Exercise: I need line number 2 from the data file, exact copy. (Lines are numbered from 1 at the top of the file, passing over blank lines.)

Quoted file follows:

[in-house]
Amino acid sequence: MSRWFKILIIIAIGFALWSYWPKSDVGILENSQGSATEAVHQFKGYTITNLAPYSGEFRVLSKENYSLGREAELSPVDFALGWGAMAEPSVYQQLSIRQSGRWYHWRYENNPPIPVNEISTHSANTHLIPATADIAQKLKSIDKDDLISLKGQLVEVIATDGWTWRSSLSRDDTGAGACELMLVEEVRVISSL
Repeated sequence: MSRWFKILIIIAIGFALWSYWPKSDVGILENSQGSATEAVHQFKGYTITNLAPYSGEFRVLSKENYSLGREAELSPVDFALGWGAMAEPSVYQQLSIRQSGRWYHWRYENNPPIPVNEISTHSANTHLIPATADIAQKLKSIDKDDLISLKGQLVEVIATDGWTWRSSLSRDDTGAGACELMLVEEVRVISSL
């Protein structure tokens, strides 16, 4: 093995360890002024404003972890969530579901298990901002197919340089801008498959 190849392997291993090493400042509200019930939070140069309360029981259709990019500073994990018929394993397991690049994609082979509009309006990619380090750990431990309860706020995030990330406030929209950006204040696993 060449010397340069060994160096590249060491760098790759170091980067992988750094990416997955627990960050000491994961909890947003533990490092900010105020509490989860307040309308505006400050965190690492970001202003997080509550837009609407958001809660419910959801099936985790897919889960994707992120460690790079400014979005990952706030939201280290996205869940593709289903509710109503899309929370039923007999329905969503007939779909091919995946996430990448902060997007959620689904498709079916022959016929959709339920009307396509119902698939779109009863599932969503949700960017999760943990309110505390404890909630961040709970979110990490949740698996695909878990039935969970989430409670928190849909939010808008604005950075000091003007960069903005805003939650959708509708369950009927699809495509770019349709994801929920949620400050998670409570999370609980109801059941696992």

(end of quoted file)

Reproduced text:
Amino acid sequence: MSRWFKILIIIAIGFALWSYWPKSDVGILENSQGSATEAVHQFKGYTITNLAPYSGEFRVLSKENYSLGREAELSPVDFALGWGAMAEPSVYQQLSIRQSGRWYHWRYENNPPIPVNEISTHSANTHLIPATADIAQKLKSIDKDDLISLKGQLVEVIATDGWTWRSSLSRDDTGAGACELMLVEEVRVISSL